## Friday, January 2, 2015

### Live Archive 6831 - Knights of the Round Table

Problem Statement:
6831 - Knights of the Round Table

Solution:
Essentially a combinatorics problem, and hence pretty mathematical, but can be solved intuitively. To simplify the problem let's label the knights from 1 to K as well, where the knight's label determines which seat he is supposed to sit on. To get the idea on how to solve this problem, let's discuss the following test case:

chair[i] : represent numbers of the chairs
which[i] : which knight sits on chair[i]
fixed[i] : has knight i used? (hence fixed on a chair)

Test Case:
5 1
5 1

diagrams:
chair:     1  2  3  4  5
which:     5
fixed:     0  0  0  0  1


Here let's consider filling in the chairs from left to right. Let S be a set containing knights that have not been placed on any chair (initially empty), and W be the number of ways of placing the knights, initialized to 1. Starting from chair i = 1 to 5:
1. chair[1]: 1 is already filled. But fixed[1] is not set, so knight[1] has not yet been seated. So S = {1}.
2. chair[2]: fixed[2] is not set, so knight[2] is not yet seated, i.e. S = {1,2}. Now, chair[2] is empty, so we can place any knights in S (1 or 2) and put it on chair[2]. Hence we update W := W * 2 = 2.  We are left with 1 element in S, can be either knight[1], or knight[2]. It does not matter. So WLOG, S = {1}.
3. chair[3]: fixed[3] = 0, so S = {1,3}. chair[2] is empty, so W := W * 2 = 4. Remove one element in S, so say S = {3}.
4. chair[4]: similar, W = 8, say S = {4}
5. chair[5]: fixed[5] is set, so knight[5] is already used. Hence S remains {4}. chair[5] is empty, so place the only element in S on this chair.

So W = 8.

We see that we can calculate the value of W iteratively in a linear manner! You can try another set of values, the idea remains the same, that is, to maintain the set S of knights not yet seated. Play around with other values and convince yourself that you get the idea.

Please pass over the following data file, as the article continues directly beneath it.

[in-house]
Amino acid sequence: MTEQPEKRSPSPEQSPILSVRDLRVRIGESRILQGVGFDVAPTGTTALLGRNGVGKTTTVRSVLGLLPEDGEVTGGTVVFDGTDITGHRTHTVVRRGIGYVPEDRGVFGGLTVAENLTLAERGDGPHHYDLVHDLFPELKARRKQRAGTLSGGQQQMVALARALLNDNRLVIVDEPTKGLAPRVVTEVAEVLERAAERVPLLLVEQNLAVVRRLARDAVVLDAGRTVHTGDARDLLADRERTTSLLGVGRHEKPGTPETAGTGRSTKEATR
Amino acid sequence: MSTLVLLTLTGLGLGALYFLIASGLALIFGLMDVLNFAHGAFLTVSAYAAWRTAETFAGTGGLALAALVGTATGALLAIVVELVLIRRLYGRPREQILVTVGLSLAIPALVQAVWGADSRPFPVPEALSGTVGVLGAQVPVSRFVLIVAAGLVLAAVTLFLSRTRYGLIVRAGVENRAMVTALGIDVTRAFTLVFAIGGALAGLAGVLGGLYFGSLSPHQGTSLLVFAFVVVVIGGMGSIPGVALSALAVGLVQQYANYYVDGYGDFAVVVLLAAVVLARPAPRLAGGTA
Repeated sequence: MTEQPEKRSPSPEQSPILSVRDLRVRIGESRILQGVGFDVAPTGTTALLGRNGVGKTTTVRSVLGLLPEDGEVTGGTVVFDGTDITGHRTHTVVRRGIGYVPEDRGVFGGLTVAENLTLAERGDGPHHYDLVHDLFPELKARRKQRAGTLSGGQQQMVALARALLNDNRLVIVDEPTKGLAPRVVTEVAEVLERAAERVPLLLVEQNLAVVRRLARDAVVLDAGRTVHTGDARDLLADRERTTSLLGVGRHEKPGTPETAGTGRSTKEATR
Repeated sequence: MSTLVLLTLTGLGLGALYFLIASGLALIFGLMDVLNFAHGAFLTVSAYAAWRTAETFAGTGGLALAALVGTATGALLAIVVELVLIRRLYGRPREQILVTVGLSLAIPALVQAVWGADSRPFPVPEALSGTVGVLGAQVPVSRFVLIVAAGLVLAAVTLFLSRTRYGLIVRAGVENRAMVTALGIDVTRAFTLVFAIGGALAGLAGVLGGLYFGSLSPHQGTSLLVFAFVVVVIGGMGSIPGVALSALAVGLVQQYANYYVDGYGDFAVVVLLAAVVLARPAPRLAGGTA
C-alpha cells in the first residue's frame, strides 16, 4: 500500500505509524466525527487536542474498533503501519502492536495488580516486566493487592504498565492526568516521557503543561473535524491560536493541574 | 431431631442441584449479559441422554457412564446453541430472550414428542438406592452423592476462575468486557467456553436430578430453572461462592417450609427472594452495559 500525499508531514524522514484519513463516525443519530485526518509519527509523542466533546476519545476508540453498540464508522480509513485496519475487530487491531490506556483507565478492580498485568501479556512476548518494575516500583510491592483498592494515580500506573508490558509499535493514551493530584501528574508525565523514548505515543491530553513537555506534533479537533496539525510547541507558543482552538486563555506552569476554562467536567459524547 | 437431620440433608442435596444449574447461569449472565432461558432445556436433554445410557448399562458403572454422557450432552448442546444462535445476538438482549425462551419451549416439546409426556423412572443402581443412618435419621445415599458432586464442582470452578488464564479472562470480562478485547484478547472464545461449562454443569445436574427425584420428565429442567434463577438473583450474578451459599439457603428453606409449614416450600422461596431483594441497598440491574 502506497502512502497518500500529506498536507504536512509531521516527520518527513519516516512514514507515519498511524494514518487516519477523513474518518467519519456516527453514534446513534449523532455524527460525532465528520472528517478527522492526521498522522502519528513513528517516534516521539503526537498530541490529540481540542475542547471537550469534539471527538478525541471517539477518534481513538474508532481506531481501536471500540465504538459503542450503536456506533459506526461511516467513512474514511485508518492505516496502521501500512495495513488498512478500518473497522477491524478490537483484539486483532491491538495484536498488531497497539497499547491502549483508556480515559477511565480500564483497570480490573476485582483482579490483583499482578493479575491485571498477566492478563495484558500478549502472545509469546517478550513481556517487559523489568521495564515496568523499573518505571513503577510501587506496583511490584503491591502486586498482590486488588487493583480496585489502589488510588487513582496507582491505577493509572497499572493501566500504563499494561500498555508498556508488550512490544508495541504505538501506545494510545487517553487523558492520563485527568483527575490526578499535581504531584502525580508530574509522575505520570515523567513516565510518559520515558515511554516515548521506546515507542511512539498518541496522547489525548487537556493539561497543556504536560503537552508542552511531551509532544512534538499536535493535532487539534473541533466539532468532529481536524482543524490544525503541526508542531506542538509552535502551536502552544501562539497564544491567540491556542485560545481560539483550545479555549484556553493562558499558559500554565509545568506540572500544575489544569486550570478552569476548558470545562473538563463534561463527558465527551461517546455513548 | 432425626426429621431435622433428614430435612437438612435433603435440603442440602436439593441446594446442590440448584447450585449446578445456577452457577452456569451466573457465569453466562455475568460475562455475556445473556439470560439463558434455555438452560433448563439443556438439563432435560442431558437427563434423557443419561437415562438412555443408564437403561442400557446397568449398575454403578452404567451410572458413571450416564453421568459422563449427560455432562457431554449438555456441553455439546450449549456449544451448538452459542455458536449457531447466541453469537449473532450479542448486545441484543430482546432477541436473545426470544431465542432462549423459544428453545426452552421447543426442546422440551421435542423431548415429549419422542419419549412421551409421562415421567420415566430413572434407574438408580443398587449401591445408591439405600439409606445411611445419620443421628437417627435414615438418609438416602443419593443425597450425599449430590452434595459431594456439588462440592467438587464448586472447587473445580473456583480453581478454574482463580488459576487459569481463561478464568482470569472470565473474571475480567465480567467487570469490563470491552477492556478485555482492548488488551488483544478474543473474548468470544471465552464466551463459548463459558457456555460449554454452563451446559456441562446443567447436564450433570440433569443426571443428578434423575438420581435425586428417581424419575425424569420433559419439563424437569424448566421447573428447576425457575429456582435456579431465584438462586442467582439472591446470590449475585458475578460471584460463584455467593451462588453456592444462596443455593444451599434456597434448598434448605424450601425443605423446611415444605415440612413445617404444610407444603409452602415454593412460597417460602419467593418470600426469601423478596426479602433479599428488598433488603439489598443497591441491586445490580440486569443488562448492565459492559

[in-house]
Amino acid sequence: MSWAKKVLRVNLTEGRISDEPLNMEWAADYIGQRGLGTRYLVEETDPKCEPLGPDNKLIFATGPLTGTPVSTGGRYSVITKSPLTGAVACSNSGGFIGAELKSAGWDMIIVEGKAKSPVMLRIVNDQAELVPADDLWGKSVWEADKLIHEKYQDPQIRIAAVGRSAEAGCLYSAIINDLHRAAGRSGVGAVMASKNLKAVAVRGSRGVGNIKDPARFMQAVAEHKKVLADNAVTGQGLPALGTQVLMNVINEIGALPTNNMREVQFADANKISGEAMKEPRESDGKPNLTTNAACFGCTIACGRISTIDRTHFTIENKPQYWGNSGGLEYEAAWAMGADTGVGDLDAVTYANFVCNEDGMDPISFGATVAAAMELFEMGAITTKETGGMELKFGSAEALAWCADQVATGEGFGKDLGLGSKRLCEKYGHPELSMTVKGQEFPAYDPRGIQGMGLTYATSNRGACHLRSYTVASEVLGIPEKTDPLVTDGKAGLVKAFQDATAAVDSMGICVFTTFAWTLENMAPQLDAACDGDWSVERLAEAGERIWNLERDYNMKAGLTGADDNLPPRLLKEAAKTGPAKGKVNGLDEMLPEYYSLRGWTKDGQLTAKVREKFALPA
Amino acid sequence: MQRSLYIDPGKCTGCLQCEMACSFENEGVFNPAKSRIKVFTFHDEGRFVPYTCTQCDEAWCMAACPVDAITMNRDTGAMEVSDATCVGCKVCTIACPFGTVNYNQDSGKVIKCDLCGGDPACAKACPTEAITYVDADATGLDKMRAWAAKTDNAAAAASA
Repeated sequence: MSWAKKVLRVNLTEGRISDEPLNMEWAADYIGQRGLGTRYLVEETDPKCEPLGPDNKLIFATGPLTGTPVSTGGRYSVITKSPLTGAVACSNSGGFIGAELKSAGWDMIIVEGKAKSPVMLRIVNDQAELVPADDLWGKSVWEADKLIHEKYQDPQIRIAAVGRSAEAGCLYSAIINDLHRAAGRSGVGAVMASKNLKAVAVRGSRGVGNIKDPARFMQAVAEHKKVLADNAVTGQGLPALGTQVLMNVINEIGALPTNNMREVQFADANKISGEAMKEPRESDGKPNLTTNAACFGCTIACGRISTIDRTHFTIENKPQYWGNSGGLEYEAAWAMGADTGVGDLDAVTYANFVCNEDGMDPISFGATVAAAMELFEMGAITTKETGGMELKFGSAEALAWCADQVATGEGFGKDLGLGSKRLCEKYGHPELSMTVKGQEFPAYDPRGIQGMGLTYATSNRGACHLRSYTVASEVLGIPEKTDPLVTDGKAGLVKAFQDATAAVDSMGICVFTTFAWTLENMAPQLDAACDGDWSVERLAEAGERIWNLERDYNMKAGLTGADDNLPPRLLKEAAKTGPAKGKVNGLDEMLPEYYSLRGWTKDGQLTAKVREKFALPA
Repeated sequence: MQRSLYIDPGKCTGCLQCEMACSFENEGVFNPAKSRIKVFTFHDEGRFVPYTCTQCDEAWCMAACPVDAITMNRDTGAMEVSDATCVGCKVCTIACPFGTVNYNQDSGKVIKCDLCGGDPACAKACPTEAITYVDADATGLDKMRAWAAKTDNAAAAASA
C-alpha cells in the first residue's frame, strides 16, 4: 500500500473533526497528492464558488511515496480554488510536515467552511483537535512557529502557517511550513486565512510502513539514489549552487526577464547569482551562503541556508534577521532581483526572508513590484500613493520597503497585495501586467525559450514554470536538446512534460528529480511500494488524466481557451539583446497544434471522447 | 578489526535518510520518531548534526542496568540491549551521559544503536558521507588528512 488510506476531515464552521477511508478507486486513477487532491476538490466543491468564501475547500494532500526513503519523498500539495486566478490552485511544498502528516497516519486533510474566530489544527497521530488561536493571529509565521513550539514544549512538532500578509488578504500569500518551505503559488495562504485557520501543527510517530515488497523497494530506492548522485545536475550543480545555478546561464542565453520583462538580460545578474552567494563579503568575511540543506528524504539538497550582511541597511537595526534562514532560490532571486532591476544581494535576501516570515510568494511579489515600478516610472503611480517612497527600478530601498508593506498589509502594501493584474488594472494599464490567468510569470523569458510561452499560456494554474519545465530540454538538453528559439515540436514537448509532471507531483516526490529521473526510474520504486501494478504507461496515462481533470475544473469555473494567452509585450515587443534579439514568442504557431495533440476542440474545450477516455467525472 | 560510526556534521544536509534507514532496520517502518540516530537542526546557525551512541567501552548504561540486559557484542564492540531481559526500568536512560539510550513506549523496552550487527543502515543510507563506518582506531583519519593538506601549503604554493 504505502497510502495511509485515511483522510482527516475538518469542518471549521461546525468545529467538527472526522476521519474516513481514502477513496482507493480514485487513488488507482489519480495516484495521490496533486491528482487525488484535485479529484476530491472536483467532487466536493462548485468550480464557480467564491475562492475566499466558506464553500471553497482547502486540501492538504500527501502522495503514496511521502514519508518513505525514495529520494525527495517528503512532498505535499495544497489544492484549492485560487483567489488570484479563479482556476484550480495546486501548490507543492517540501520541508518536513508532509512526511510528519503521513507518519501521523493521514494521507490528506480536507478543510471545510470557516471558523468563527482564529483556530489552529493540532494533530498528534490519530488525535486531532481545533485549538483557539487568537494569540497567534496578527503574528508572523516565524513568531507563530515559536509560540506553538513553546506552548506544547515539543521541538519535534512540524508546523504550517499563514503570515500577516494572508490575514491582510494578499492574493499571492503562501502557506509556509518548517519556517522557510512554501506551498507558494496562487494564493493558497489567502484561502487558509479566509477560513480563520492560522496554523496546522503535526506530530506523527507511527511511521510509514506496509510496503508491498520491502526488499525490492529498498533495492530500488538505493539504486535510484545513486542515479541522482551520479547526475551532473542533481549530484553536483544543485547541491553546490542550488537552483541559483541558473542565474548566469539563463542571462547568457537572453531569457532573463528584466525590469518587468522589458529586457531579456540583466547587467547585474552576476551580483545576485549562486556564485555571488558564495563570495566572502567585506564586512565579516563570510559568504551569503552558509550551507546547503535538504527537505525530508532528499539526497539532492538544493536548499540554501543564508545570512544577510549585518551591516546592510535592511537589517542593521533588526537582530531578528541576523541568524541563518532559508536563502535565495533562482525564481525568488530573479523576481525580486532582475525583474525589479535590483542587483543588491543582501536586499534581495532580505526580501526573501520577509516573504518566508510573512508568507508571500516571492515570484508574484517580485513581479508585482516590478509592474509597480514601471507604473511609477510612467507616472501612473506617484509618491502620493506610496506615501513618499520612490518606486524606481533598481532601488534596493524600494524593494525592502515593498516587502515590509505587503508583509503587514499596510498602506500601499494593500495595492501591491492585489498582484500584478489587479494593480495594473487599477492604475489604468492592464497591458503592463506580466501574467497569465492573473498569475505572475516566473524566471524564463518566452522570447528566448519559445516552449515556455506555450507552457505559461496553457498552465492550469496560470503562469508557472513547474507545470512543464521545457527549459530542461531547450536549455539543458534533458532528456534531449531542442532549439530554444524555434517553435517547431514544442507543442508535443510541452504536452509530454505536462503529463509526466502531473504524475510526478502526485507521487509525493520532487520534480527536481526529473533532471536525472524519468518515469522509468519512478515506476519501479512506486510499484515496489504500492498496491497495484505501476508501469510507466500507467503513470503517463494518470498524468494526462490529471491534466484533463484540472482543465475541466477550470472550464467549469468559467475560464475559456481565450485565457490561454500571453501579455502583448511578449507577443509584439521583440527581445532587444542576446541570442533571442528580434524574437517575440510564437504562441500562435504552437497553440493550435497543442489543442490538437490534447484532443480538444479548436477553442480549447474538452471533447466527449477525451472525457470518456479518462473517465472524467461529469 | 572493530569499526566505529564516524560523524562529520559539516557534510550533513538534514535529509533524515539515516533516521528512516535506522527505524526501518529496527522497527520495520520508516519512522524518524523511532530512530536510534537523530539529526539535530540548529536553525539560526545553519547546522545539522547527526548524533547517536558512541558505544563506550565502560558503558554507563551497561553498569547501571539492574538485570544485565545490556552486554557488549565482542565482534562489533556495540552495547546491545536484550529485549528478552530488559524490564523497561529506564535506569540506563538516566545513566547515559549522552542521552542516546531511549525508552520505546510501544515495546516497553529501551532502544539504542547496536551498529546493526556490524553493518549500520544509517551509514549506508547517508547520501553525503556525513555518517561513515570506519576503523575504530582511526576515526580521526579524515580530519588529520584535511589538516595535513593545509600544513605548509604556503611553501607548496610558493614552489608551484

Here comes the last observation: If we start filling in at the correct chair, we should have the number of empty chairs encountered so far always less or equal to the number of knights not yet seated. Otherwise, we will have less knights to fill in the remaining chairs, which is contradictory to the fact that the number of free seats should in the end equals to the number of free knights. So we must find the right chair to start our algorithm which fulfil the above requirement. You can look at my implementation below to get a clearer idea:

#include <iostream>
#include <cstdio>
#include <algorithm>
#include <cassert>
#include <cstring>
using namespace std;

int fix[1000003];
int filled[1000003];
int vis[1000003];
int K, D;
long long ans;
long long MOD = 1000000007LL;

int main(){
int u,v;
while(scanf(" %d %d", &K,&D)!=EOF){
ans = 1;
memset(filled, 0, sizeof filled);
memset(fix, 0,sizeof fix);
memset(vis, 0, sizeof vis);
for(int i=0;i<D;++i){
scanf(" %d %d", &u, &v);
filled[v] = u;
fix[u] = 1;
}
int balance = 0;
int beg = 1;
int state = 0;
for(int j=1;j<=2*K;++j){
int i = (j>K?j-K:j);
if(!state){
if(!fix[i] && filled[i]){
beg = j;
state = 1;
balance ++;
}
} else {
if(fix[i]) --balance;
if(filled[i]) ++balance;
if(balance<0){
beg = -1;
state = 0;
balance = 0;
} else if(balance == 0 && j-beg+1 == K){
break;
}
}
}
long long cnt = 0;
for(int j=beg;j<=2*K;++j){
int i = (j>K?j-K:j);
if(vis[i])break;
vis[i] = 1;
if(!fix[i])++cnt;
if(!filled[i] && cnt != 0){
assert(cnt != 0);
ans *= cnt;
ans %= MOD;
--cnt;
}
}
cout << ans << endl;
}
return 0;
}